Chicken Coop and Shelter

It is important provide them a safe shelter for the evening. It needs to protect them from weather as well as predators. You also want to be sure they won’t be able to escape. Setting up nesting boxes will also help keep their eggs safe from predators such as snakes and make it easier to collect the eggs.

  • Chicken run or area to forage; can be a backyard or smaller secure run attached to the chicken coop
  • Nesting boxes with bedding, nest filler
  • Chicken waterers and feeders
  • Perches, roosting bars

Nice to have but not necessary:

  • Chicken toys, tree stumps, objects to keep chickens entertained and active
  • Multiple chicken feeders and chicken waterers will help reduce stress and minimize food competition among the flock

Learn how to raise backyard chickens to keep them safe and healthy — which in turn provides you will nutrient-rich eggs. 

Things to Love About Them

Get ready to fall in love with this beautiful breed. First of all, they are gorgeous chickens with their spots and various colors. Each one is unique. If you are someone who likes to name your chickens, you will likely be able to tell them apart. 

Also, if you tend to prefer raising one type chicken, instead of several chicken breeds together, these are ideal. You will still have variety as far as feather coloring and patterns and other traits such as crested, toppled, and comb size. 

Another advantage to raising this chicken breed is the females are reliable layers. If you prefer large and extra large eggs, these are the hens to raise for sure. They also dress out well for the table once they stop laying.

They are easy-going and friendly. This makes them ideal for beginner chicken owners. If you have opportunities for the chickens and roosters to free-range, they will help with insect management around your garden and property. They are fairly independent and active. They will be chatty with their flock mates.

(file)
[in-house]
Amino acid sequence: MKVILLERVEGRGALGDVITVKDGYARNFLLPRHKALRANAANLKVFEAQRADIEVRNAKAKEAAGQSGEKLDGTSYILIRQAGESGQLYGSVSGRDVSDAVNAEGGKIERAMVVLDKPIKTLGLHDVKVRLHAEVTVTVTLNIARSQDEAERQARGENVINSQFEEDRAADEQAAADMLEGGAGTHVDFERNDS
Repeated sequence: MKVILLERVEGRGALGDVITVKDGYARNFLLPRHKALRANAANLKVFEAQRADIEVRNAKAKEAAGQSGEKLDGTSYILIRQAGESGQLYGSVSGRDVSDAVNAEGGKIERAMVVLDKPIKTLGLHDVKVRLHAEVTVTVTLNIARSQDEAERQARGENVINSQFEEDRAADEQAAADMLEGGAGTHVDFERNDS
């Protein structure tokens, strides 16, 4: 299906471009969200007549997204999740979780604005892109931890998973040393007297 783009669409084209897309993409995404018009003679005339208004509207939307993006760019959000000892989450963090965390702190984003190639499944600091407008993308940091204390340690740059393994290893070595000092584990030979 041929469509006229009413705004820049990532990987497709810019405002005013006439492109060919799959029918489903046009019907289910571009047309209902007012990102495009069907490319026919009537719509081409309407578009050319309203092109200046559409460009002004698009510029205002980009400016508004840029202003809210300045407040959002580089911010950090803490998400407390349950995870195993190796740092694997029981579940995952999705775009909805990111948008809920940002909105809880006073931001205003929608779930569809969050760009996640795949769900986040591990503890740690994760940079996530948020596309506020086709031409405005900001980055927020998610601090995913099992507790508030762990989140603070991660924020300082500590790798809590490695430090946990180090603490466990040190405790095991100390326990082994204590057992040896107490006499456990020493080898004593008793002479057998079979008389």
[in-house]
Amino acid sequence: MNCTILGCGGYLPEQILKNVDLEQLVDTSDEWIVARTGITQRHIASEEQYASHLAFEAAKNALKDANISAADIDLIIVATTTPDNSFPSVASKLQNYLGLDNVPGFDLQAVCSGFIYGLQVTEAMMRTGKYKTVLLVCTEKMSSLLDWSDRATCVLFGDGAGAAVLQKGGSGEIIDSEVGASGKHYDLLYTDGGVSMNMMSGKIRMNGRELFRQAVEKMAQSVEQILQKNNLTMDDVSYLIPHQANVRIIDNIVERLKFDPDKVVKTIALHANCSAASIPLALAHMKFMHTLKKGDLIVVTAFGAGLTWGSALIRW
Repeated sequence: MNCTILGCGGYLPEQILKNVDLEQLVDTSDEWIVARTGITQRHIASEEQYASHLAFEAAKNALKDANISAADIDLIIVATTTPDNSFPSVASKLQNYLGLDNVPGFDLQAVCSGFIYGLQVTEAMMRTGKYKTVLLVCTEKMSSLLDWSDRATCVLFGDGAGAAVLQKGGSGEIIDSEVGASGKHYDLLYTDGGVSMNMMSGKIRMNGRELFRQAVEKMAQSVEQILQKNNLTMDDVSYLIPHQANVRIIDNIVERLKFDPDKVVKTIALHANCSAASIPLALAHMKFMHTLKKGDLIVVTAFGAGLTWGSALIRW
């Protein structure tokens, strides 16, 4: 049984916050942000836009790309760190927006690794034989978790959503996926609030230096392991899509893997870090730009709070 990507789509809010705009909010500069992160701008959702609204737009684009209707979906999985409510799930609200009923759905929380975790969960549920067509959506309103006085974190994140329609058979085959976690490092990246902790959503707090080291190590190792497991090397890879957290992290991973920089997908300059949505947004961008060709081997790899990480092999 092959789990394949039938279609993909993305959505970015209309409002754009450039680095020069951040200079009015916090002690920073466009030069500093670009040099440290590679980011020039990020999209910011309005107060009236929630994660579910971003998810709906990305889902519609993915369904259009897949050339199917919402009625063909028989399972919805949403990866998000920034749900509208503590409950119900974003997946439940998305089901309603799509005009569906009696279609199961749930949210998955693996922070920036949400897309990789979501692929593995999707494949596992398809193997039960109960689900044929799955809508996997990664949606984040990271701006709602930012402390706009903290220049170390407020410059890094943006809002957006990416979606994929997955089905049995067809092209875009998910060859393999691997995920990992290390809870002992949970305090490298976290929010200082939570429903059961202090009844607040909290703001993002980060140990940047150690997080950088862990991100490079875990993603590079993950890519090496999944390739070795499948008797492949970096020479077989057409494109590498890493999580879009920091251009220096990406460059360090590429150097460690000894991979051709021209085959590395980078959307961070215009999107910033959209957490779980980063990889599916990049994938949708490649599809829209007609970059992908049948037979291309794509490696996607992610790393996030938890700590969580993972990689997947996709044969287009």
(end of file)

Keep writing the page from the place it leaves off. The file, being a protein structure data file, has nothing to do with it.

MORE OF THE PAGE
Should you decide to hatch Swedish Flower Hen chicks, you can earn extra income by selling the chicks. They may provide a better ROI than chicks from other egg-laying breeds because they are more rare.

Raising Swedish Flower Hens

The largest native chicken in Sweden, these “bloom hens” are used for eggs and meat. Back in the day, in addition to eggs and meat, it is thought the feathers were used to stuff pillows and blankets. As a Swedish landrace breed, they evolved and survived on their own, foraging, roosting and nesting.

Outside of Sweden, there aren’t official breed standards. However, breeders use other criteria such as certain patterns, colors and weight to ensure the bird matches certain specifications. Swedish Flower Hens can be crested or not crested. They are similar in appearance to Speckled Sussex chickens. 

They work well in mixed flocks and will not generally be aggressive toward flock members. However, if you are adding new birds to your flock, be slow to introduce them. Be mindful of health concerns. Also, it is best to purchase similar age birds from a similar species at one time. 

They do well in backyards and homesteads and are ideal for people who want to start out raising chickens. While they aren’t considered lap chickens, they have a friendly and calm temperament that makes them a popular choice for families with small children. 

They provide 3 – 5 eggs per week, making them a decent layer. As the hen ages, the eggs become larger. When they first start laying, the pullet eggs are small. In just a few months time, you will see a noticeable difference in egg size. They will lay large eggs and even extra large eggs. 

They are easy to care for and will tolerate confinement but will do much better with opportunities to forage for insects, even in a chicken run.